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Sure, they hand out headphones, shimmy the drink cart down the aisle and wear near-constant smiles. But flight attendants are also responsible for passenger well being: it’s their duty to administer medical care and assist others in the event of an emergency. But as one recent study suggests, many flight attendants seem to be struggling with sleep difficulties. And it hints at a larger concern scheduling regulations. 

The study in question, commissioned by Ireland’s IMPACT Trade Union to investigate cabin crew health and wellbeing of airline Aer Lingus, involved 470 flight attendants and found that roughly one-third of those studied admitted to taking prescription sleep medication once a week. Additionally, approximately 90 percent of subjects reported waking up at least once every night, as well as having trouble sleeping at least once a week.

Though unsettling, these findings aren’t incredibly shocking — the odd schedules, time zone hurdling and general stress a flight attendant’s job involves don’t exactly prepare someone for sound sleep. The study sounds an alarm about flight attendant regulations and Aer Lingus notes they're taking it very seriously. 

Approximately 90 percent of flight attendants reported waking up during sleep at least once every night, as well as having trouble sleeping at least once a week.

The issue of Flight Attendant Sleep is by no means a singular issue. According to the AFA, flight attendants sometimes only get four to five hours of sleep before working another 14-hour duty. That’s because their rest period often includes passenger deplaning, preflight preparation and passenger boarding. In other words, they’re technically still working when they should be sleeping.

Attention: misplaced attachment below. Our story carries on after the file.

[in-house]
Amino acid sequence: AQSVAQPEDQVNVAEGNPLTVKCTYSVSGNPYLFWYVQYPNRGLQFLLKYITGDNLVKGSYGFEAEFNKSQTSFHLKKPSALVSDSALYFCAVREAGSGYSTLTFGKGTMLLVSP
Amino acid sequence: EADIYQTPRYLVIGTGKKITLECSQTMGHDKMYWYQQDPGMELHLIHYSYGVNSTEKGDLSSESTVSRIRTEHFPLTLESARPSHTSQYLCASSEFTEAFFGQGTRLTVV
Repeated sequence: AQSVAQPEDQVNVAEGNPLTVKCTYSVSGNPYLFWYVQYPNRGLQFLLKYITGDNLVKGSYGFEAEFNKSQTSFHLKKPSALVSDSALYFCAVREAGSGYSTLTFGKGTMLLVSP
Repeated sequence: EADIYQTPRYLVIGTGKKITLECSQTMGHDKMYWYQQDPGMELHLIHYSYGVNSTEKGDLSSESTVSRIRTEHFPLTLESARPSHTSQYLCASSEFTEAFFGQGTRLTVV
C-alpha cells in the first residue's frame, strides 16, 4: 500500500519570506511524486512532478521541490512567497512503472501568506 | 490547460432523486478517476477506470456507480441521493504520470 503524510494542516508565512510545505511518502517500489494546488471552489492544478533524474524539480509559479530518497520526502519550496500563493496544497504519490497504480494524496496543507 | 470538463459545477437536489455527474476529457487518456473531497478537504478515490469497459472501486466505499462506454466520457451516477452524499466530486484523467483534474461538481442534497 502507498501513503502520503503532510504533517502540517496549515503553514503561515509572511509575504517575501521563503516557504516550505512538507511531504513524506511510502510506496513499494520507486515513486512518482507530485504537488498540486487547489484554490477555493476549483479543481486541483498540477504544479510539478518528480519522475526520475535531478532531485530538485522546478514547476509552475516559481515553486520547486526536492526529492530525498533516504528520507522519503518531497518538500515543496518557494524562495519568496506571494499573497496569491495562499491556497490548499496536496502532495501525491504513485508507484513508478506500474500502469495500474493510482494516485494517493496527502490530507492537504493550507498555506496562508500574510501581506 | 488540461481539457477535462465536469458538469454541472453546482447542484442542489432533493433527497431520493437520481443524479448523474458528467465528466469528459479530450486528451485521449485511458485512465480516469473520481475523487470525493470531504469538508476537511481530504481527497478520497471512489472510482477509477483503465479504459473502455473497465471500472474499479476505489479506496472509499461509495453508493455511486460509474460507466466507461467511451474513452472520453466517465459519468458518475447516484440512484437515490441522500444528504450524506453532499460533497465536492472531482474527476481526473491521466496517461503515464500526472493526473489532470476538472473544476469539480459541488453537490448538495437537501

Pilots are required to have a 10-hour minimum rest period prior to flight duty, and eight of those hours must be spent in uninterrupted sleep. This is an important rule for general safety. Flight attendants, however, have no such requirements.

In March, the Senate Commerce, Science and Transportation Committee passed a bill implementing a Fatigue Risk Management Plan (FRMP) which will provide education for flight attendants to recognize when they are too tired, and what they can do in order to achieve proper rest. The vote came after hundreds of flight attendants, representing the Association of Flight Attendants-CWA (AFA), came to Capitol Hill and visited all 541 Congressional offices advocating for their cause.

Pilots are required to have a 10-hour minimum rest period prior to flight duty, and eight of those hours must be spent in uninterrupted sleep. Flight attendants, however, have no such requirements.

It was a victory, but not a complete one: the Senate failed to include language which would require them to have the same 10-hour minimum rest period. In a press release, AFA International President Sara Nelson said the group will continue to fight for their fatigue to be taken as seriously as that of pilots.

In any profession, long hours and little sleep build up. A 2013 article from the Star Tribune about the issue highlights Julie Bronson, who worked 18 years as a flight attendant for Delta and Northwest Airlines. She was fired after she injured a child in a car crash, which happened two days after she returned from a series of flights to India. She said she was “still on Indian time,” and the drowsiness left her unable to function properly. 

“These are not just cocktail waitresses, for God’s sakes," said Jim Oberstar, former chair of the House Transportation and Infrastructure Committee in the Tribune article. "If the flight attendant has to get you out of the plane in 90 seconds, they have to be alert, at their top performance, they can’t be run down.”